36 Ps. lxxvii. 10 (LXX.). This application of the passage is also made by Michael Ayguan (the "Doctor Incognitus"), who is the only commentator mentioned by Neale and Littledale as so interpreting the text.
37 Cf. S. John xiv. 9, John xiv. 10.
38 Oehler's punctuation, while it does not exactly follow that of the earlier editions, still seems to admit of emendation here.
39 The word paqoj, like the English word "passion," has a double sense: in one sense it connotes a tendency to evil action or evil habit-and in this sense Christ was not subject to passion. In another sense it has no such connotation, and it is in this sense (a sense, Gregory would say, somewhat inexact), that the term is used to express the sufferings of Christ:-to this case, it may be said, the inexact use of the English word is for the most part restricted.
40 Heb. iv. 15.
41 1 Pet. ii. 22.
42 Cf. S. John v. 22.
43 Rom. i. 17.
44 That is, "passion" in the sense defined above, as something with evil tendency. If the ginomenon (i. e. the salvation of men) is evil, then Father and Son alike must be "kept clear" from any participation in it. If it is good, and if, therefore, the means (the actual events) are not "passion" as not tending to evil, while, considered in regard to their aim, they are filanqrwpia, then there is no reason why a share in their fulfilment should be denied to the Father. Who, as well as the Son, is filanqrwpoj. and Who by His own Power (that is, by Christ) wrought the salvation of men.
45 Acts ii. 36.
46 Ps. cxix. 91.
47 Reading kaq umaj with the earlier editions. Oehler alleges no authority for his reading kaq' hmaj, which is probably a mere misprint.
48 Oehler's punctuation here seems to require correction.
49 Acts ii. 36.
50 2 Cor. xiii. 4.
51 Cf. 2 Cor. v. 21.
52 Acts ii. 36.
53 Ps. lxxiv. 12 (LXX.).
54 Bar iii. 37.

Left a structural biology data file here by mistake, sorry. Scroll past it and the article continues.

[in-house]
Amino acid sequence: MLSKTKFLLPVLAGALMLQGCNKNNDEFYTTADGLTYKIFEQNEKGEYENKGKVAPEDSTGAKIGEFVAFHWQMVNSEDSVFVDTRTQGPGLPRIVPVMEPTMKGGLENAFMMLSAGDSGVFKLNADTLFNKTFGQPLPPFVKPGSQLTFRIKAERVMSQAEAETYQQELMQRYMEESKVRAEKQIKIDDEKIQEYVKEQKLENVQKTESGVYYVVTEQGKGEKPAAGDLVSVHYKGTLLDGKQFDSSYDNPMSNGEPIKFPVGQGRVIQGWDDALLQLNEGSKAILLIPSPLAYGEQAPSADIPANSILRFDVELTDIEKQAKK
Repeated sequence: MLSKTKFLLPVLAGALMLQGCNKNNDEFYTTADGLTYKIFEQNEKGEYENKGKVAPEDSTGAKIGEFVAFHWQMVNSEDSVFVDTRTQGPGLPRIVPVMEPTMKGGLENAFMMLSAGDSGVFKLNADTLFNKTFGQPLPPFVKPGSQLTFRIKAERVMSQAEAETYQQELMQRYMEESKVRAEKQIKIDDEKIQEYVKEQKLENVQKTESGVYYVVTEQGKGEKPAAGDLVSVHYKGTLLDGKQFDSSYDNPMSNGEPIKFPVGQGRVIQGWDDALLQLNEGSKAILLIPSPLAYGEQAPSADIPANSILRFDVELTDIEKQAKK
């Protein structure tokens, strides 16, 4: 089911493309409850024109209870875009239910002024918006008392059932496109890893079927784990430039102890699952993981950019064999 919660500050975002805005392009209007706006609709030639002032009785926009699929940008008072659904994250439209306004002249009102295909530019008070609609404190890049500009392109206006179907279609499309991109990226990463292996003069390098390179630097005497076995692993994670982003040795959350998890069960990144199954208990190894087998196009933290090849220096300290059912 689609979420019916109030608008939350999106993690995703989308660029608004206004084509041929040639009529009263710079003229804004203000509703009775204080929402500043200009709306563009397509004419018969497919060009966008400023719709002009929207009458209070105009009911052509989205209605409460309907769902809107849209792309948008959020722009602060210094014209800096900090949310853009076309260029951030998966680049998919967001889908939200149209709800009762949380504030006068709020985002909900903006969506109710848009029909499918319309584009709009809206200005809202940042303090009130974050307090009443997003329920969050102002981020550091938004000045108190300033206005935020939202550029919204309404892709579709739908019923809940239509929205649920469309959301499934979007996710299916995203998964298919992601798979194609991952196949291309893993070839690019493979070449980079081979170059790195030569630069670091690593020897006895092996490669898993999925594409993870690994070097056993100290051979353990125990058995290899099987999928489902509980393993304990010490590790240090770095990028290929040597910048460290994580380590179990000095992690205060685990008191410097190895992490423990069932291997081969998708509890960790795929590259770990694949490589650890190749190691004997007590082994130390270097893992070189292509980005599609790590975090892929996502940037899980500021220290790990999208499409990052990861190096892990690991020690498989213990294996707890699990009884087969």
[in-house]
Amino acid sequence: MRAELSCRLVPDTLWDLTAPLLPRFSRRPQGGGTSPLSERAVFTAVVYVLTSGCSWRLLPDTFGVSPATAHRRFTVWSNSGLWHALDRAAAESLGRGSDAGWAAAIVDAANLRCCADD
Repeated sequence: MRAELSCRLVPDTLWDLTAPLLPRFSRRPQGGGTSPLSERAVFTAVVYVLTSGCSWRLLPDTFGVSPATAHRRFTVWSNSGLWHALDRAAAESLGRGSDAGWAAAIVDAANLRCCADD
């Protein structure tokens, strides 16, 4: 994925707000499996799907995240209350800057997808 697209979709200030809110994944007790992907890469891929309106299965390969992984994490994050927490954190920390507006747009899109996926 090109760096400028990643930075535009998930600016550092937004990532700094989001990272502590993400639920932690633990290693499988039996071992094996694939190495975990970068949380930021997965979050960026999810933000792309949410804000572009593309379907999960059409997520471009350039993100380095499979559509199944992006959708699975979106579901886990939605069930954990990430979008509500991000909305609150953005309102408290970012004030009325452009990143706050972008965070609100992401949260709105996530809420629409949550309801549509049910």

55 Acts ii. 36.
56 Altering Oehler's punctuation, which here seems certainly faulty: some lighter alterations have also been made in what precedes, and in what follows.
57 Cf. 1 Tim. iv. 7. The quotation is not verbal.
58 Cf. Phil. ii. 9.
59 S. Luke ii. 52.
60 Ps. ii. 6 (LXX).
61 Ps. cx. 2.
62 Cf. Phil. ii. 9.
63 This passage may be taken as counterbalancing that in which S. Gregory seems to limit the communicatio idiomatum (see above, page 184, n. 6): but he here p obably means no more than that names or titles which properly belong to the Human Nature of our Lord are applied to His Divine Personality.
64 Cf. Phil. ii. 10.
1 2 Cor. iii. 17.
2 2 Cor. iii. 17.
3 It is not quite clear whether palin is to be constructed with egoi or with keisqai, but the difference in sense is slight.
4 Rom. viii. 16.
5 1 Cor. ii. 11.
6 2 Cor. iii. 6.
7 Rom. viii. 13.
8 Gal. v. 25.
9 2 Tim. iii. 16.
10 2 Cor. iii. 15.
11 2 Cor. iii. 16, 2 Cor. iii. 17.
12 Rom. viii. 9.
13 Cf. Acts xxviii. 25.
14 Heb. iii. 7.
15 S. Matt. xxii. 45; Cf. Ps. cx. 1.
16 Cf. S. John vi. 63.
17 S. John iv. 24.
18 1 Cor. iii. 19; cf. Job v. 13.
19 Altering Oehler's punctuation slightly.
20 S. Basil adv. Eunomium II. 4 (p. 240 C.). The quotation as here given is not in exact verbal agreement with the Benedictine text.
21 Altering Oehler's punctuation.
22 Is. lxvi. 2. Not verbally from the LXX.
23 Cf. 1 Cor. viii. 6.
24 That is, in making a rhetorical inversion of a proposition in itself objectionable, he so re-states it as to make it really a different proposition while treating it as equivalent. The original proposition is objectionable as classing the Son with all generated existences: the inversion of it, because the term "God" is substituted illicitly for the term "ungenerate."
25 On this point, besides what follows here, see pg the treatise against Tritheism addressed to Ablabius.
26 These are names applied to denote existences purely imaginary: the other names belong to classical mythology.
27 These are names applied to denote existences purely imaginary: the other names belong to classical mythology.
28 That is, in the names more peculiarly appropriate to the Divine Nature.